The family had lost their father and husband due to a brutal act of violence at the local train station. His life was cruelly stolen from them, and the grief was too much for them to handle. They were lost, set adrift in a cruel sea of grief, with no land in sight, no hope of rescue. Every week they would visit the site of his death, the mother and the children, would weep and could not move on with their lives. This important local community hub held onto their agony with an iron grip. A local amenity that could not be avoided, became not just a place to catch a bus or a train, but a deva-station. Transporting them to a painful past, a tormented present and an uncertain future.
My 10 year old son and I watched a story about the Mentemia App on TV last night. Mentemia means ‘my mind’ in Italian.
Mentemia is a wellbeing App that has been co-developed by NZ’s Sir John Kirwan, famous former All Black and long-time Mental Health Advocate. Mentemia is currently free to download for all New Zealanders thanks to a funding deal between Mentemia and the NZ Ministry of Health. It is available on the Google Play and Apple App Stores.
We downloaded it last night and we both started using it.
It has a nice user interface and is easy to navigate, with good use of Simple English throughout. We found the interactive exercises fun to do, and things like spinning the wheel to choose a daily act of kindness to perform are also cool additions.
The ability to record how your mood is at anytime will be useful.
Lots of links to useful videos and articles to read, including lots of staying calm through COVID-19 articles.
At first glance Mentemia looks like an useful wellbeing app that we will both be returning to on a daily basis.
Some parts of the app are still a bit buggy, so far we’d give it a 7/10.
Dr Benjamin Thomas’s excellent thread about economic justice for palliative care patients in the context of the announcement of a likely announcement regarding the Government funding around 200-250 patients for $500,000 each to receive CAR-T treatment.
He calculates what we could do for palliative care patients with the same money.
Dr Matthew Grant, a palliative care specialist, has published this article in The Conversation describing normal conversations in the course of his daily work.
I love the way he sensitively maneuvers through difficult conversations, allowing the patient to control the content of prognostic information given.
“Not everyone will feel comfortable talking about their future treatment plans like Keith. It’s important I allow Sharon to decide whether or not she wants to talk about a future where she dies, just as I shouldn’t necessarily dissuade Christos from smoking if it gives him pleasure.”
I have to confess I am a fan of the New Zealand health system from across the ditch. Sensible spending. strong palliative care health service connections… am I wrong Bro?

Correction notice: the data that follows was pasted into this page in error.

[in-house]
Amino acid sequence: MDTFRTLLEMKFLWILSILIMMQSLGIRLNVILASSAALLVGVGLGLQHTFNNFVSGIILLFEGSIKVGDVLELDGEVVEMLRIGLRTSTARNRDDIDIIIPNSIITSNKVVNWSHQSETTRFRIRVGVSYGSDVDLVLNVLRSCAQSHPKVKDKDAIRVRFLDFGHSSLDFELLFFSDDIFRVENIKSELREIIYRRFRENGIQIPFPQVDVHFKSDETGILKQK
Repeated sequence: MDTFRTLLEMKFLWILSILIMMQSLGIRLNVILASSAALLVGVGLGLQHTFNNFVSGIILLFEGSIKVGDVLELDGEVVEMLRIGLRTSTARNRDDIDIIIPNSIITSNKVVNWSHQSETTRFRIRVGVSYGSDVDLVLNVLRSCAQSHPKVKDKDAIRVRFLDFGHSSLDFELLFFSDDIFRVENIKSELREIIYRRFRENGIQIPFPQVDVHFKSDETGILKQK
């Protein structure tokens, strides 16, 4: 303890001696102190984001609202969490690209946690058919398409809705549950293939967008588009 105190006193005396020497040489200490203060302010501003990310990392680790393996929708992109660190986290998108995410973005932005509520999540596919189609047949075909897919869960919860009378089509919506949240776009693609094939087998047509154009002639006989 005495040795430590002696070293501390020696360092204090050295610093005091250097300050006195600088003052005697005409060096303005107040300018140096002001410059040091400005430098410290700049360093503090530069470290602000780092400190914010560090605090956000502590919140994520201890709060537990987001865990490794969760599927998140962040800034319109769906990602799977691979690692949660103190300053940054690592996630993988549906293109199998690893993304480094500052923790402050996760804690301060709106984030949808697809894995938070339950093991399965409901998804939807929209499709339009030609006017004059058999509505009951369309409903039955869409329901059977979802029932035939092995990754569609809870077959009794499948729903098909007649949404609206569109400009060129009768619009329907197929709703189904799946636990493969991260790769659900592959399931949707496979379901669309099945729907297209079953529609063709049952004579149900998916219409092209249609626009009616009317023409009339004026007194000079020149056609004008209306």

This article has not succeeded in reversing my bias in favour of New Zealand.
Palliative data nerds will no doubt recall this fascinating study in Scotland by Professor Clark et al. Published in Palliative Medicine, and quickly attaining the journal’s highest-ever Altmetrics score (1) , Clark showed that among 10,743 inpatients in 25 Scottish teaching and general hospitals on 31 March 2010, 3,098 (28.8%) patients died during the one-year follow-up period. The findings were replicated in 2013 with similar results.
The study by the fabulous Professor Merryn Gott et al showed that on the same date, the corresponding figure in New Zealand (including obstetrics) was about half at 14.5%. Patients at higher risk of dying were the elderly of over 80 years of age, Maori, those with cancer, those from socially disadvantaged backgrounds, and those admitted under medical specialties rather than surgical.
New Zealand seems to provide better end of life care outside the hospital setting, with stronger end-of-life care in the aged care setting. This has certainly been a focus for service development in Australia as well.
How would we rate in Australia I wonder?
I would love to hear from international colleagues
07/12/17 – Update – Attendees please note that tomorrow morning in Auckland there will be a Railway Workers Strike meaning that road traffic will likely be much heavier than usual. We have asked attendees to arrive at 8.45am for a 9am start, please factor in the strike traffic delay when planning your travel for tomorrow morning. If you arrive early you can visit our on-site Cafe Totara for a fresh Barista-made coffee, with a range of fresh food available as well, all prepared on-site. An email update will be sent to attendees who have already registered.
Can healing occur at the end of life?
To whom does compassion need to extend to at the end of life?
These are the type of questions that will be explored in Totara Hospice South Auckland’s education centre this Friday morning, 08 December 2017 9am to 12pm.
We are privileged to be hosting two international speakers.